Commemorative Justice and the Necessity of Preserving Black Life

Join the Institute for the Study of Los Angeles’ (ISLA) scholar in residence, Dr. Alison Rose Jefferson, in collaboration with the Black Alumni Organization (BAO), for a lecture on the civic commemorative justice project, Belmar History + Art with the City of Santa Monica that reconstructs the historic Black neighborhoods experience in the South Beach area.


Feb17
4:30 pm - 6:00 pm
2021-02-17 16:30:00 2021-02-17 18:00:00 Commemorative Justice and the Necessity of Preserving Black Life

Following the lecture will be an interdisciplinary panel of scholars, memory workers, artists, and historians whose work engages with preserving Black life. Aaliyah Davis ‘17, BAO’s archivist, will be moderating.

Event will be on Zoom, and is free and open to the public. Click here to register for the event

Dr. Alison Rose Jefferson is a third generation Californian and public historian whose research and professional interest revolve around the intersection of historical memory, American history, the history of the African American experience in Southern California during the twentieth century great migration and Jim Crow era, heritage conservation, spatial justice and cultural tourism. Dr. Jefferson’s new book, Living the California Dream: African American Leisure Sites during the Jim Crow Era, examines how African Americans pioneered leisure in American’s “frontier of leisure” through their attempts to create communities and business projects, in conjunction with the growing African American population of Southern California during the nation’s Jim Crow era.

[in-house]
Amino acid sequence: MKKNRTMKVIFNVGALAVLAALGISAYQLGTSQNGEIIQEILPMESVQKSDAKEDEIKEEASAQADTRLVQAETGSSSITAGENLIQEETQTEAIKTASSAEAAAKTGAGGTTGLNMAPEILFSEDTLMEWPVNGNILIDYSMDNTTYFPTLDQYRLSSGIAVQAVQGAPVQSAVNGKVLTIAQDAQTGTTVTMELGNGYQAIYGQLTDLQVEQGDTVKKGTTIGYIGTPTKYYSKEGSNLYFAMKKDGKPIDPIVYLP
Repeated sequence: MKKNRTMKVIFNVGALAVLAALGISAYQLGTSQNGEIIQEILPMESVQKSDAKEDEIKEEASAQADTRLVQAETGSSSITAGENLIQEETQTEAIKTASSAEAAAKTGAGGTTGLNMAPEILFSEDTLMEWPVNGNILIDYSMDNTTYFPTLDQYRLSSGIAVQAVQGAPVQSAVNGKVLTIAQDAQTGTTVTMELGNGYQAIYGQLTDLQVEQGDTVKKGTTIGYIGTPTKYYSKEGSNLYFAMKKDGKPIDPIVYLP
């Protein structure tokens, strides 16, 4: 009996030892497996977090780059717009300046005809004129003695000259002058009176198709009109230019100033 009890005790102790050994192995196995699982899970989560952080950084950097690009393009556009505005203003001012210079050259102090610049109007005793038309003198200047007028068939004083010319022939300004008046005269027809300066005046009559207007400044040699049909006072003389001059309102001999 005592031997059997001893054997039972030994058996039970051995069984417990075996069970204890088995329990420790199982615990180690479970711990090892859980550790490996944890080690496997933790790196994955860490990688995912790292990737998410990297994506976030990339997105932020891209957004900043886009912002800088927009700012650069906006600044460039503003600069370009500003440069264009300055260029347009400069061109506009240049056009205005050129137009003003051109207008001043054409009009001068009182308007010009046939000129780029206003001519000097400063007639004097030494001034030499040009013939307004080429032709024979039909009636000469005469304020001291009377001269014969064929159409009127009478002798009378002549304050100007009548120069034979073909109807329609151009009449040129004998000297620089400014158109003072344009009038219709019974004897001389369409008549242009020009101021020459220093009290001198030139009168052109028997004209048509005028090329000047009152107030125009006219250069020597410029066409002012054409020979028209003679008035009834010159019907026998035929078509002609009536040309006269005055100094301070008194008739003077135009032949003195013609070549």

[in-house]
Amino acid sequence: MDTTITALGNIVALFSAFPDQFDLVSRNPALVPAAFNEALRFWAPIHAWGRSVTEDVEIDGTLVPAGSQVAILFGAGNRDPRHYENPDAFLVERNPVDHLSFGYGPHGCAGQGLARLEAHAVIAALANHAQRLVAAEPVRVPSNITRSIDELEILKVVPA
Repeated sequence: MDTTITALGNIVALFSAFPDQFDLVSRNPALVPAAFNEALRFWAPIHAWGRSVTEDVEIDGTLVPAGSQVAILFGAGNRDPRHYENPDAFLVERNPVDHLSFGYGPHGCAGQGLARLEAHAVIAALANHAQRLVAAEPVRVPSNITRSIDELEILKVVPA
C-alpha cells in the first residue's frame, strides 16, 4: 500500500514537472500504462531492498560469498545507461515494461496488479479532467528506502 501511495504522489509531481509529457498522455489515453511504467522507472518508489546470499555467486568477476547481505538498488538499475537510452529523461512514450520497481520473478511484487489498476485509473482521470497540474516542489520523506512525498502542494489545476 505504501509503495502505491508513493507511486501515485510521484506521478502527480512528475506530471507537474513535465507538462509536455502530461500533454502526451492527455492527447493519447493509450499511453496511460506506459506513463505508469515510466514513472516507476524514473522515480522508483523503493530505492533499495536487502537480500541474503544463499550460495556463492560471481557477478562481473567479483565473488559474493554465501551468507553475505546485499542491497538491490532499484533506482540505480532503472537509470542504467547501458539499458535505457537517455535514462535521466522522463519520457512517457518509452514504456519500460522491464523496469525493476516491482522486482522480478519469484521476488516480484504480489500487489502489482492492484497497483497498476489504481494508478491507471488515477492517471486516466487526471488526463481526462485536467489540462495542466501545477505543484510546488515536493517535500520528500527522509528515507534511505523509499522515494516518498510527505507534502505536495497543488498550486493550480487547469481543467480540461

Olani Ewunnet (UEP '17) is an Ethiopian-American researcher, urbanist, and interdisciplinary artist currently pursuing a Masters of Design Studies, with a concentration in Urbanism, Landscape and Ecology at Harvard University. Her current research examines Africa’s growing urban landscapes, merging human-scale urbanism and soundscapes with speculative and indigenous design techniques. She is curator and research lead of art and architectural projects in Bangladesh, Burkina Faso, Ethiopia, Germany, and the United States - through research, connecting and oscillating across disciplines and geographies. Ewunnet has served as lead on Habitat III for the UNDP’s 2030 Agenda cluster as well as research manager for the Kéré Foundation / Kéré Architecture where she managed the Naaba Belem Goumma Secondary School, Sarbalé Ke at the Coachella Valley Music and Arts Festival and Xylem at the Tippet Rise Art Center. Prior to joining Harvard, she launched a small vinyl label in Berlin called SAVVY records.

Dr. Kenjus Watson is a Postdoctoral Research Fellow with the Health and Equity Research Laboratory in the Biology Department at SF State University. He is also the Program Evaluation Director of the National Institute of Health-funded SF BUILD program at SF State and UC San Francisco. SF BUILD strives to dismantle harmful schooling environments and create affirming spaces in their stead so that marginalized students can more readily access, engage, and utilize biomedical pathways to interrupt socially determined health disparities. In addition to this work, he teaches courses on Educational Inequality, Black Studies, and Critical Race Theory in the Education Department at Occidental College. His research explores dynamics of the biopsychosocial impact of racial microaggressions (everyday anti-racism) endured by Black Students and other People of Color across K-20 educational spaces. His scholarship also investigates the potential of critical pedagogy to inspire fugitivity, refusal, decolonization, and healing amongst marginalized communities within and beyond the campus. He has collaborated with over 30 institutions/organizations within and beyond K-12 and Higher Education settings in implementing assessments and developing capacity to work mindfully on issues of social justice.